Balang Moraba | Persian Citron Jam — A Guest Post!

balang moraba Jam Persian citron marmalade cetrade

Balang, the eccentric Citrus | As Photographed by The Unmanly Chef

What in the word is this odd looking creature? Well, in Farsi we know this eccentric species of citrus fruit by the name of bālang and in Iran, chiefly in the northern provinces of Gilan and Mazandaran, a delicious jam called morabbā-ye bālang is made from the ripe fruit. People also preserve and pickle this quirky citrus.

When I was traveling in Iran, I did have encounters of a tasty kind with the balang jam at the home of a friend, and it was also widely available in the markets — particularly in shomal (the Caspian sea northern provinces of Iran.)

young Iranian men laughing store shomal  food blog Iranian cooking jam moraba

Friendly dudes in a shomali store. Pix snapped by moi during awesome road trip w/friends.

I wanted to share the balang jam recipe, but alas, I’ve never made it myself and my own maman joon has never done so either. But as good luck would have it I recently made the delightful acquaintance of a fellow Iranian-American who has a wonderful food blog (you should totally check it out!) who offered to share his step-by-step recipe for making balang jam (plus a bonus recipe for making an easy and delicious balang citronade) by way of a guest post. What a gift! And with that, I will present to you:

The Unmanly Chef!

Unmanly Chef Persian food blogger

Click here to continue to read and meet The Unmanly Chef! You know you want to!

Pepper and Pancetta Toriglioni | From Italy to Iran: Con Amore! (Viva Italia!)

Tortiglioni Pancetta closeup of Pasta Pepper Italian food on beautiful floral pattern china

Check out the gorgeous china! I covet these, Francesca! I covet!

Hi all! This glorious pepper and pancetta toriglioni pasta concoction is a yummy guest post by my treasured Italian friends Francesca (who wrote the recipe and the story) and Stefano (who did the photography.)

Many of you fellow bloggers already know and are fans of this talented Italian power couple, but for those of you not in the know, borrow two feet in addition to your own two feet (rough translation of a Persian saying, ha ha) and run and check out their food (authentic Italian cuisine & riveting storytelling), wine (reviews and inspired pairings – Stefano is a certified sommelier) and photography (outstanding nature and wildlife shots) blogs. I was already entirely “in like” with Francesca and Stefano as bloggers (I just really dig their vibe, you know, Italians and Iranians do share many cultural sensibilities believe it or not) and then we met in person and since, I’m just smitten and kookoo crazy about them with admiration and affection and can not say enough good things about them.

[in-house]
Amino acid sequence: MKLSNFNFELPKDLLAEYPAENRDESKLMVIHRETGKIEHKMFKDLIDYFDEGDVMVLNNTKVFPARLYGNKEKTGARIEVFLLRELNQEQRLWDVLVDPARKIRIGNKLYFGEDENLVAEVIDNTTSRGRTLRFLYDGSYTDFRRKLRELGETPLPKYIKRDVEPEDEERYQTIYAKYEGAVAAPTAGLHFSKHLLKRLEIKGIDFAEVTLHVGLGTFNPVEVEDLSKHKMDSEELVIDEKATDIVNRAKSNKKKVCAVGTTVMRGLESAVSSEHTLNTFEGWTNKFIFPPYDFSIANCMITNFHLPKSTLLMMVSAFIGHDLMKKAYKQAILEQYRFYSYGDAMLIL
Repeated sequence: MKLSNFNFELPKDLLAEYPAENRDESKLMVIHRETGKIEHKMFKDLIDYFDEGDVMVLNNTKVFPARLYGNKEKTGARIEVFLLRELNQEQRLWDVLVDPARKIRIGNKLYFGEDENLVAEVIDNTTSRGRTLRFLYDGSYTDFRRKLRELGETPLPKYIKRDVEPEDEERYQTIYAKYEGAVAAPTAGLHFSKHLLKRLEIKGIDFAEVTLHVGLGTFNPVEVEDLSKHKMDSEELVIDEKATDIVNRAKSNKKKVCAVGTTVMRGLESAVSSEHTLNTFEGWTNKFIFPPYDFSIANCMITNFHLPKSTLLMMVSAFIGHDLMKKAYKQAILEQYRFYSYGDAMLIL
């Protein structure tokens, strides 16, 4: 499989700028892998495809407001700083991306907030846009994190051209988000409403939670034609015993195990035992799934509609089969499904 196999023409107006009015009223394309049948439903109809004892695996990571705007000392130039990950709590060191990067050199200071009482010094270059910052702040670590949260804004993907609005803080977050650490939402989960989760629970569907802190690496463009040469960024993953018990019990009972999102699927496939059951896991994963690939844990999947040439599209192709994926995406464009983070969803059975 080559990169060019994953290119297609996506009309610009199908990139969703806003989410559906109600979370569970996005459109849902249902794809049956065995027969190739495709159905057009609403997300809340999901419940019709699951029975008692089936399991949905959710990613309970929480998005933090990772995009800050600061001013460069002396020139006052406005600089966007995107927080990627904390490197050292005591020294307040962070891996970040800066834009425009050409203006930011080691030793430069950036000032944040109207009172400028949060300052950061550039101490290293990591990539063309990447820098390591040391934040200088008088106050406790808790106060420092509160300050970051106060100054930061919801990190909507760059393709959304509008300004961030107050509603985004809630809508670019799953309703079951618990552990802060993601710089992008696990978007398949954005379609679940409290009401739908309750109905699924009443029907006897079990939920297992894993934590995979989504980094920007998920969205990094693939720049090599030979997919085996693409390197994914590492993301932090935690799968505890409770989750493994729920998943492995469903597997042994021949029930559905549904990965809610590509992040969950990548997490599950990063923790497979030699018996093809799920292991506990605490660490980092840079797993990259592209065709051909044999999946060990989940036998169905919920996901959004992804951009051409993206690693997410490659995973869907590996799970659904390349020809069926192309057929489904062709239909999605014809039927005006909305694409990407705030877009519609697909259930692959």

How we met in real life is that one Polar Vortex winter night, they threw a dinner party in their beautiful home, which ended up being a blogger’s summit of sorts! Of the 8 of us present, 6 were bloggers: Francesca, Stefano, Suzanne, Anatoli, and Oliver and me. Shockingly, none of us blogged about our get-together! But I must break the silence! Here’s a blurry Gif of a few snapshots of the evening. The 1st pic is the chic table setting in the dining room & the last pic is the kitchen in the final aftermath of the festivities!

4Gif-2

The statistical breakdown of the dinner party:

1 cheerfully elegant home. 2 hosts. 6 guests. 3 food bloggers. 3 wine bloggers. 2 blog-tolerating civilians. 4 lawyers (only 2 currently practicing.) 2 American-born Americans. 6 accented-Americans. 1 excited puppy. 1 adorable princess. Tons of lip-smacking appetizers and delicious food. 100 bottles of various types of wine (only slightly exaggerating.) Countless good memories. Immeasurably divine hospitality. One fabulous, fabulous evening!

And with that, I finally give you the divine Francesca! (The most tenderhearted and warmest introvert I ever did meet! And oh, one more thing, do go and check out this wonderful gem of a book that Francesca recommended. It is one of my favorite readings – intriguing, delightful, elegant and cool. Basically: just like Fransesca herself!) 

Tortiglioni Pancetta closeup of Pasta Pepper Italian food on beautiful floral pattern china

Pepper and pancetta tortiglioni

I have been lucky enough to get to meet Azita in person a few months ago. I don’t remember how we found each other on the blogosphere but I remember how I felt at the beginning of our “relationship”… cautious.

I have always been a big introvert and extremely good at keeping my distance from people - a huge disappointment due to a friendship that fell apart a couple of years ago didn’t help, and actually ended up making me even more skeptical, if possible, when it comes to meeting new people, either in person or over the internet.